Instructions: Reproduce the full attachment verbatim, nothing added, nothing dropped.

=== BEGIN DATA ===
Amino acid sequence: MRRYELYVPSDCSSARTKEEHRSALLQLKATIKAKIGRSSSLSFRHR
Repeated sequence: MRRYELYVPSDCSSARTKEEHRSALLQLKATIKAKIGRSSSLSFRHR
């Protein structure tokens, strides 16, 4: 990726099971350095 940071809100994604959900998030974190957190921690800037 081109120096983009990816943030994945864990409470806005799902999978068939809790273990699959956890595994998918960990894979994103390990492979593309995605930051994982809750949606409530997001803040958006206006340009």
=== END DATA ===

Amino acid sequence: MRRYELYVPSDCSSARTKEEHRSALLQLKATIKAKIGRSSSLSFRHR
Repeated sequence: MRRYELYVPSDCSSARTKEEHRSALLQLKATIKAKIGRSSSLSFRHR
């Protein structure tokens, strides 16, 4: 990726099971350095 940071809100994604959900998030974190957190921690800037 081109120096983009990816943030994945864990409470806005799902999978068939809790273990699959956890595994998918960990894979994103390990492979593309995605930051994982809750949606409530997001803040958006206006340009």